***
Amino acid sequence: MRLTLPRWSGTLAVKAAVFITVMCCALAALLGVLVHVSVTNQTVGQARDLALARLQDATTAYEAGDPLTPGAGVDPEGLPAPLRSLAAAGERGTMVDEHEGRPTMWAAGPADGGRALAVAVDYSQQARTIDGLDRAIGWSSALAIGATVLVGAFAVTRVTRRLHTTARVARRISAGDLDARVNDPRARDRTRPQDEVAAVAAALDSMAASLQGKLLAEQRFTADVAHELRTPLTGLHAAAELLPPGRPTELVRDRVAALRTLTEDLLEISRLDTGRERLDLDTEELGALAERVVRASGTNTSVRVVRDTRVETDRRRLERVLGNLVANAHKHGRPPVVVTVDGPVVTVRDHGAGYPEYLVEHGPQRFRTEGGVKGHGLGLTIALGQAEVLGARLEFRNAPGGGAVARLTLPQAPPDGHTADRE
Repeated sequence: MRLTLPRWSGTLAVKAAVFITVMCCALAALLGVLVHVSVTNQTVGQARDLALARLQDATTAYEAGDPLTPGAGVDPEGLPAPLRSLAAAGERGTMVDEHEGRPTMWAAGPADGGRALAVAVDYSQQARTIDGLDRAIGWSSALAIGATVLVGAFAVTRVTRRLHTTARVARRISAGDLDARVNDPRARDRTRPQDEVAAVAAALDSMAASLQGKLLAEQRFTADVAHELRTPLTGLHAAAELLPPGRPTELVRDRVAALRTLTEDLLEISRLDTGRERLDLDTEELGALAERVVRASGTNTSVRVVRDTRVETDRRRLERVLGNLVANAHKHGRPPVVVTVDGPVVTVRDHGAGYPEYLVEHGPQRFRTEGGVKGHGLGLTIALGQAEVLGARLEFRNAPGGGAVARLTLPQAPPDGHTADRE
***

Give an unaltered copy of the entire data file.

Amino acid sequence: MRLTLPRWSGTLAVKAAVFITVMCCALAALLGVLVHVSVTNQTVGQARDLALARLQDATTAYEAGDPLTPGAGVDPEGLPAPLRSLAAAGERGTMVDEHEGRPTMWAAGPADGGRALAVAVDYSQQARTIDGLDRAIGWSSALAIGATVLVGAFAVTRVTRRLHTTARVARRISAGDLDARVNDPRARDRTRPQDEVAAVAAALDSMAASLQGKLLAEQRFTADVAHELRTPLTGLHAAAELLPPGRPTELVRDRVAALRTLTEDLLEISRLDTGRERLDLDTEELGALAERVVRASGTNTSVRVVRDTRVETDRRRLERVLGNLVANAHKHGRPPVVVTVDGPVVTVRDHGAGYPEYLVEHGPQRFRTEGGVKGHGLGLTIALGQAEVLGARLEFRNAPGGGAVARLTLPQAPPDGHTADRE
Repeated sequence: MRLTLPRWSGTLAVKAAVFITVMCCALAALLGVLVHVSVTNQTVGQARDLALARLQDATTAYEAGDPLTPGAGVDPEGLPAPLRSLAAAGERGTMVDEHEGRPTMWAAGPADGGRALAVAVDYSQQARTIDGLDRAIGWSSALAIGATVLVGAFAVTRVTRRLHTTARVARRISAGDLDARVNDPRARDRTRPQDEVAAVAAALDSMAASLQGKLLAEQRFTADVAHELRTPLTGLHAAAELLPPGRPTELVRDRVAALRTLTEDLLEISRLDTGRERLDLDTEELGALAERVVRASGTNTSVRVVRDTRVETDRRRLERVLGNLVANAHKHGRPPVVVTVDGPVVTVRDHGAGYPEYLVEHGPQRFRTEGGVKGHGLGLTIALGQAEVLGARLEFRNAPGGGAVARLTLPQAPPDGHTADRE